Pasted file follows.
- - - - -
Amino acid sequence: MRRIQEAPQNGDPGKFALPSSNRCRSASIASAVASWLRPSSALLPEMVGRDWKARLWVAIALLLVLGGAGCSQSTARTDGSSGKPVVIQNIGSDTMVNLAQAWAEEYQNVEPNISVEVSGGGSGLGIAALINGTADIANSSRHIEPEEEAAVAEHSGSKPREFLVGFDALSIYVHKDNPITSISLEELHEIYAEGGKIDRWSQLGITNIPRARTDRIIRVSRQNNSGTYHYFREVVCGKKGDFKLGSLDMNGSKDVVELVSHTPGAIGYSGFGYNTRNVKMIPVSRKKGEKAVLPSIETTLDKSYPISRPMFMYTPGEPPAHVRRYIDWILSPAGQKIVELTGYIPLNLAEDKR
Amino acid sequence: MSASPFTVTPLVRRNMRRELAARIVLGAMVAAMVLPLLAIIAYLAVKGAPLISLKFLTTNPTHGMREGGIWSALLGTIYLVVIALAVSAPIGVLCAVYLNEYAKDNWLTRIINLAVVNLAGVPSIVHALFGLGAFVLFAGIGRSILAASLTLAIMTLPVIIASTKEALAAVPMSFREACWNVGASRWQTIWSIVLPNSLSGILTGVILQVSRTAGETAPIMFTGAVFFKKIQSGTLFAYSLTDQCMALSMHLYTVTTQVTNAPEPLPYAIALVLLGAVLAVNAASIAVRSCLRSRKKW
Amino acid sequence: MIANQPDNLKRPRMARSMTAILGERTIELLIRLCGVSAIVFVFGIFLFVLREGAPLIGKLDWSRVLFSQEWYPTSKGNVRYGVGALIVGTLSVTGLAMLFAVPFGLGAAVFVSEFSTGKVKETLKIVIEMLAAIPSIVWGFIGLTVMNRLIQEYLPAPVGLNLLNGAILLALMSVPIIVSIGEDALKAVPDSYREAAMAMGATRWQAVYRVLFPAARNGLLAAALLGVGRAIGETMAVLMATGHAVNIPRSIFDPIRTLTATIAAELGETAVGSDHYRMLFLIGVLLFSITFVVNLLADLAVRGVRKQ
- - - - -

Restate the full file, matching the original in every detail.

Amino acid sequence: MRRIQEAPQNGDPGKFALPSSNRCRSASIASAVASWLRPSSALLPEMVGRDWKARLWVAIALLLVLGGAGCSQSTARTDGSSGKPVVIQNIGSDTMVNLAQAWAEEYQNVEPNISVEVSGGGSGLGIAALINGTADIANSSRHIEPEEEAAVAEHSGSKPREFLVGFDALSIYVHKDNPITSISLEELHEIYAEGGKIDRWSQLGITNIPRARTDRIIRVSRQNNSGTYHYFREVVCGKKGDFKLGSLDMNGSKDVVELVSHTPGAIGYSGFGYNTRNVKMIPVSRKKGEKAVLPSIETTLDKSYPISRPMFMYTPGEPPAHVRRYIDWILSPAGQKIVELTGYIPLNLAEDKR
Amino acid sequence: MSASPFTVTPLVRRNMRRELAARIVLGAMVAAMVLPLLAIIAYLAVKGAPLISLKFLTTNPTHGMREGGIWSALLGTIYLVVIALAVSAPIGVLCAVYLNEYAKDNWLTRIINLAVVNLAGVPSIVHALFGLGAFVLFAGIGRSILAASLTLAIMTLPVIIASTKEALAAVPMSFREACWNVGASRWQTIWSIVLPNSLSGILTGVILQVSRTAGETAPIMFTGAVFFKKIQSGTLFAYSLTDQCMALSMHLYTVTTQVTNAPEPLPYAIALVLLGAVLAVNAASIAVRSCLRSRKKW
Amino acid sequence: MIANQPDNLKRPRMARSMTAILGERTIELLIRLCGVSAIVFVFGIFLFVLREGAPLIGKLDWSRVLFSQEWYPTSKGNVRYGVGALIVGTLSVTGLAMLFAVPFGLGAAVFVSEFSTGKVKETLKIVIEMLAAIPSIVWGFIGLTVMNRLIQEYLPAPVGLNLLNGAILLALMSVPIIVSIGEDALKAVPDSYREAAMAMGATRWQAVYRVLFPAARNGLLAAALLGVGRAIGETMAVLMATGHAVNIPRSIFDPIRTLTATIAAELGETAVGSDHYRMLFLIGVLLFSITFVVNLLADLAVRGVRKQ